Longs can hold values between -2147483648 and 2147483647. ncgen3 converts long declarations to long declarations in the output C code and to INTEGER declarations in output Fortran code. int and integer are accepted as synonyms for long in CDL declarations. Now that there are platforms with 64-bit representations for C longs, it may be better to use the int synonym to avoid confusion.

Floats can hold values between about -3.4+38 and 3.4+38. Their external representation is as 32-bit IEEE normalized single-precision floating point numbers. ncgen3 converts float declarations to float declarations in the output C code and to REAL declarations in output Fortran code. real is accepted as a synonym for float in CDL declarations.

Doubles can hold values between about -1.7+308 and 1.7+308. Their external representation is as 64-bit IEEE standard normalized double-precision floating point numbers. ncgen3 converts double declarations to double declarations in the output C code and to DOUBLE PRECISION declarations in output Fortran code.

CDL Constants

Constants assigned to attributes or variables may be of any of the basic netCDF types. The syntax for constants is similar to C syntax, except that type suffixes must be appended to shorts and floats to distinguish them from longs and doubles.

A byte constant is represented by a single character or multiple character escape sequence enclosed in single quotes. For example,

'a'// ASCII `a'
'\0'// a zero byte
'\n'// ASCII newline character
'\33'// ASCII escape character (33 octal)
'\x2b'// ASCII plus (2b hex)
'\377'// 377 octal = 255 decimal, non-ASCII

Character constants are enclosed in double quotes. A character array may be represented as a string enclosed in double quotes. The usual C string escape conventions are honored. For example

"a"// ASCII `a'
"Two\nlines\n"// a 10-character string with two embedded newlines
"a bell:\007"// a string containing an ASCII bell

Note that the netCDF character array "a" would fit in a one-element variable, since no terminating NULL character is assumed. However, a zero byte in a character array is interpreted as the end of the significant characters by the ncdump program, following the C convention. Therefore, a NULL byte should not be embedded in a character string unless at the end: use the byte data type instead for byte arrays that contain the zero byte. NetCDF and CDL have no string type, but only fixed-length character arrays, which may be multi-dimensional.

short integer constants are intended for representing 16-bit signed quantities. The form of a short constant is an integer constant with an `s' or `S' appended. If a short constant begins with `0', it is interpreted as octal, except that if it begins with `0x', it is interpreted as a hexadecimal constant. For example:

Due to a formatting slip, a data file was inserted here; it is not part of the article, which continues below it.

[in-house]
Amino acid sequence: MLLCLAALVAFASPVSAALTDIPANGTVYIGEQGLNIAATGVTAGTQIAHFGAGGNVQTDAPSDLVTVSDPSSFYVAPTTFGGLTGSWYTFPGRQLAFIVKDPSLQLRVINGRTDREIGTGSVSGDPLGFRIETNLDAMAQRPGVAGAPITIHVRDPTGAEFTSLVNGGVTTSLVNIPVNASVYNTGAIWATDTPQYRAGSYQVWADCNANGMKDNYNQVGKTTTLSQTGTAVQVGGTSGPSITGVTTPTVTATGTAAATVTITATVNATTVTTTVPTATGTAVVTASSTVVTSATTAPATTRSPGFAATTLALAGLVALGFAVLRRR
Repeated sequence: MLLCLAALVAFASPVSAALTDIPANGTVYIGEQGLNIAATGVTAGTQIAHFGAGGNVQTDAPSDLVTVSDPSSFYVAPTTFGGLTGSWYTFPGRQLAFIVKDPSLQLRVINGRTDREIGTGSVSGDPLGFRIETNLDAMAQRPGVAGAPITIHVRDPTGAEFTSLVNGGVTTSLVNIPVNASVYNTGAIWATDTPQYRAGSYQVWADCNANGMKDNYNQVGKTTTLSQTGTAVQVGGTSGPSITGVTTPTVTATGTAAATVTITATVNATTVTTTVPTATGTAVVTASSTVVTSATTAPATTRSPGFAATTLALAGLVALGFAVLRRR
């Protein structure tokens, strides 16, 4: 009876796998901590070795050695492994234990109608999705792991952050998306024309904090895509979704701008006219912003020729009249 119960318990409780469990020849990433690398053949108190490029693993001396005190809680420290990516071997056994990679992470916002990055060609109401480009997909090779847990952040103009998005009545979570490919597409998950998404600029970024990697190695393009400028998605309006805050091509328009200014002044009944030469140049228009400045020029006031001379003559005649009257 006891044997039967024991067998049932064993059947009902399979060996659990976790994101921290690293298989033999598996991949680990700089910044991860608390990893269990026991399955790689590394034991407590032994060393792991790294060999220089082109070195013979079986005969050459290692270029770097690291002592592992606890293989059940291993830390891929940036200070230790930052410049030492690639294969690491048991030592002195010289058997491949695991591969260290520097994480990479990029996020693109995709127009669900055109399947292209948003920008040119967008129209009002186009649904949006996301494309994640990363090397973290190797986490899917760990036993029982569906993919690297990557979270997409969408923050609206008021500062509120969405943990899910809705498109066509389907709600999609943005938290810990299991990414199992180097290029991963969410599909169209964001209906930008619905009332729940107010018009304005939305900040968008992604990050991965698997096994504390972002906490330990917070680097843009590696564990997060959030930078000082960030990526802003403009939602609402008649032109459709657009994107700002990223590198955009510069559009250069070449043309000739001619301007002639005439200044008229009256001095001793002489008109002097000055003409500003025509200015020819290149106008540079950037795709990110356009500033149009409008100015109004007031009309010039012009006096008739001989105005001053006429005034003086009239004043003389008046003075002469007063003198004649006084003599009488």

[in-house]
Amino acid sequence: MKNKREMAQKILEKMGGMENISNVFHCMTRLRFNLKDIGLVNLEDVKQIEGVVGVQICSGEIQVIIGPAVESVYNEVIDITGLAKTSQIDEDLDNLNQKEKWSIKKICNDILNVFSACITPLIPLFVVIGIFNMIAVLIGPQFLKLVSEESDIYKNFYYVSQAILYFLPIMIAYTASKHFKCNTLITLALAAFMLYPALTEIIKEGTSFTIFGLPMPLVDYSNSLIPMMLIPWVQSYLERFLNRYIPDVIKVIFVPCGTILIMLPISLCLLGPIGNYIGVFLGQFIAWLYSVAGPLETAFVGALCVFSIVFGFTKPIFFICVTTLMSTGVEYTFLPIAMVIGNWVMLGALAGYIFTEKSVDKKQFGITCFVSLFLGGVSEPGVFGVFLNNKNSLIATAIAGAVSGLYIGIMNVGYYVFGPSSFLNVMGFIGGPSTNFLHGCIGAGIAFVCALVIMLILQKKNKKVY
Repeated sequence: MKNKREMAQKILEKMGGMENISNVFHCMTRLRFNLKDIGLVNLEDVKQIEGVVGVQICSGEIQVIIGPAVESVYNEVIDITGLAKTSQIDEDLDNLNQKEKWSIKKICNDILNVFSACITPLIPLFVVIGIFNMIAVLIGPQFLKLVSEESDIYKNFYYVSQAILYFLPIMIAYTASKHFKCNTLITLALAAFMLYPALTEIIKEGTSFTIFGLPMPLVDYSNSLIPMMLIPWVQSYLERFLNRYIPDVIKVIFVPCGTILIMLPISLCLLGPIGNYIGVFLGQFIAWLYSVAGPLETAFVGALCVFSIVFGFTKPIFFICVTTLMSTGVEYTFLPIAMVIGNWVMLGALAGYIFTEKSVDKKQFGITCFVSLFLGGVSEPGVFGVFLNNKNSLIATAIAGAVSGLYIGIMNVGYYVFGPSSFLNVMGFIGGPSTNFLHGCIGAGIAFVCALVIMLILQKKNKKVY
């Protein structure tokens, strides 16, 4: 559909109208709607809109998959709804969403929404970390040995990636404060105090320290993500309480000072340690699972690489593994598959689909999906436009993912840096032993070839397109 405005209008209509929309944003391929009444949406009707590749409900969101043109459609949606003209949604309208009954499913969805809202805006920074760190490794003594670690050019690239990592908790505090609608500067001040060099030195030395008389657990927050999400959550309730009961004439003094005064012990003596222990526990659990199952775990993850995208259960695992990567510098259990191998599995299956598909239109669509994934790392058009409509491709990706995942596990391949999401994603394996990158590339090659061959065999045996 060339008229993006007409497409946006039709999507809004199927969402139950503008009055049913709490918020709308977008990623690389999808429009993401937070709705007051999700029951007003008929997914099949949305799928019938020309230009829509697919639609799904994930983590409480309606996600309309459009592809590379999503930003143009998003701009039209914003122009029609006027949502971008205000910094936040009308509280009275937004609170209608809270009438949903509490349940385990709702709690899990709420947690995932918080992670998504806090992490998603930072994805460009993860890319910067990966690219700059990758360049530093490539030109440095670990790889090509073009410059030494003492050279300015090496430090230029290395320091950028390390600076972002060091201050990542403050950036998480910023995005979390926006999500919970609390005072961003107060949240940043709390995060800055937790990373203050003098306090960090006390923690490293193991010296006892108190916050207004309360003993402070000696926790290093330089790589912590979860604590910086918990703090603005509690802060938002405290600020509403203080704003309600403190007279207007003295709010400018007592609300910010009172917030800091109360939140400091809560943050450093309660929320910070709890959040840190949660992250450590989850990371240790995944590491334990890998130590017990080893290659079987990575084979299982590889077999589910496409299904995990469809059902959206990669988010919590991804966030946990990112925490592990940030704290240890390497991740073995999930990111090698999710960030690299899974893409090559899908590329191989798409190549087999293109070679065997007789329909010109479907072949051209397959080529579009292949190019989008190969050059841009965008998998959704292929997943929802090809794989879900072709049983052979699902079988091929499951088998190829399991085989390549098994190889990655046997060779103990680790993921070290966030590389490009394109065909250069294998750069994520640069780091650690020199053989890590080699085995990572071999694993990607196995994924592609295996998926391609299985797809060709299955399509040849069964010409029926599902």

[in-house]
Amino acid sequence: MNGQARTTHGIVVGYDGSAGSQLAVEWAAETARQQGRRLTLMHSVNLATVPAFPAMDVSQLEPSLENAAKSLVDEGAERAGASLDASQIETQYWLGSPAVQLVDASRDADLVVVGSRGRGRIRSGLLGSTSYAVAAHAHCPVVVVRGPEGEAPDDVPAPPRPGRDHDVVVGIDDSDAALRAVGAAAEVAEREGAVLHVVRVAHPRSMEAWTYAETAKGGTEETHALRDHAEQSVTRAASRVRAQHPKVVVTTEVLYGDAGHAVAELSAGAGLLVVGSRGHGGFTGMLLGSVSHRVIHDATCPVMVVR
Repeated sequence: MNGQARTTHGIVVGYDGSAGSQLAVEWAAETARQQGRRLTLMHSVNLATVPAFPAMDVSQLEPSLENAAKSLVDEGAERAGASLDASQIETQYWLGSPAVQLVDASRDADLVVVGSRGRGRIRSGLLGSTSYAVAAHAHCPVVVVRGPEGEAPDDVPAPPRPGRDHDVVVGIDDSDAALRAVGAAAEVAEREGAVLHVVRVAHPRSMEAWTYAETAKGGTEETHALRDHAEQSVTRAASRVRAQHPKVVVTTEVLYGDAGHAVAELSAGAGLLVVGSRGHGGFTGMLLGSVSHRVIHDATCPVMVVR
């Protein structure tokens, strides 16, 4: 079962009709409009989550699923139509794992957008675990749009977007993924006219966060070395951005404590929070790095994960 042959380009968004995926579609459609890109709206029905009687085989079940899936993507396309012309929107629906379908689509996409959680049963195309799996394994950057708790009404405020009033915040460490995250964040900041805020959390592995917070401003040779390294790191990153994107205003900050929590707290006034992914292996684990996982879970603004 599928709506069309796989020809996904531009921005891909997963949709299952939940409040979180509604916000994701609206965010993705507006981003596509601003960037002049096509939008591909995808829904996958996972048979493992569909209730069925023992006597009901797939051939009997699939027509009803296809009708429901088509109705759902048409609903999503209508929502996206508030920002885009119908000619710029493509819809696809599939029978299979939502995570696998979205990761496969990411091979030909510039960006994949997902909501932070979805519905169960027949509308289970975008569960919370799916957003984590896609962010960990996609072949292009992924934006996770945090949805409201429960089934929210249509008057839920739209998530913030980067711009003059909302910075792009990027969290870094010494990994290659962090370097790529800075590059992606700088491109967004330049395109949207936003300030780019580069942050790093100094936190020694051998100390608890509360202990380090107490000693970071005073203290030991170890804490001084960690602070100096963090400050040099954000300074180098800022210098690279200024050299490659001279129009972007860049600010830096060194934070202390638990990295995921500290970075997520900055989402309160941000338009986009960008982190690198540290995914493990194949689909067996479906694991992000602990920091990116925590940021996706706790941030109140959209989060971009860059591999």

-2s	// a short -2
0123s	// octal
0x7ffs  //hexadecimal

Long integer constants are intended for representing 32-bit signed quantities. The form of a long constant is an ordinary integer constant, although it is acceptable to append an optional `l' or `L'. If a long constant begins with `0', it is interpreted as octal, except that if it begins with `0x', it is interpreted as a hexadecimal constant. Examples of valid long constants include:

-2
1234567890L
0123		// octal
0x7ff		// hexadecimal

Floating point constants of type float are appropriate for representing floating point data with about seven significant digits of precision. The form of a float constant is the same as a C floating point constant with an `f' or `F' appended. For example the following are all acceptable float constants:

-2.0f
3.14159265358979f	// will be truncated to less precision
1.f

Floating point constants of type double are appropriate for representing floating point data with about sixteen significant digits of precision. The form of a double constant is the same as a C floating point constant. An optional `d' or `D' may be appended. For example the following are all acceptable double constants:

-2.0
3.141592653589793
1.0e-20
1.d

Bugs

The programs generated by ncgen3 when using the -c or -f use initialization statements to store data in variables, and will fail to produce compilable programs if you try to use them for large datasets, since the resulting statements may exceed the line length or number of continuation statements permitted by the compiler.

The CDL syntax makes it easy to assign what looks like an array of variable-length strings to a netCDF variable, but the strings will simply be concatenated into a single array of characters, since netCDF cannot represent an array of variable-length strings in one netCDF variable.

NetCDF and CDL do not yet support a type corresponding to a 64-bit integer.

Info

$Date: 2009/09/24 18:19:10 $ Printed: 116-0-0 UNIDATA UTILITIES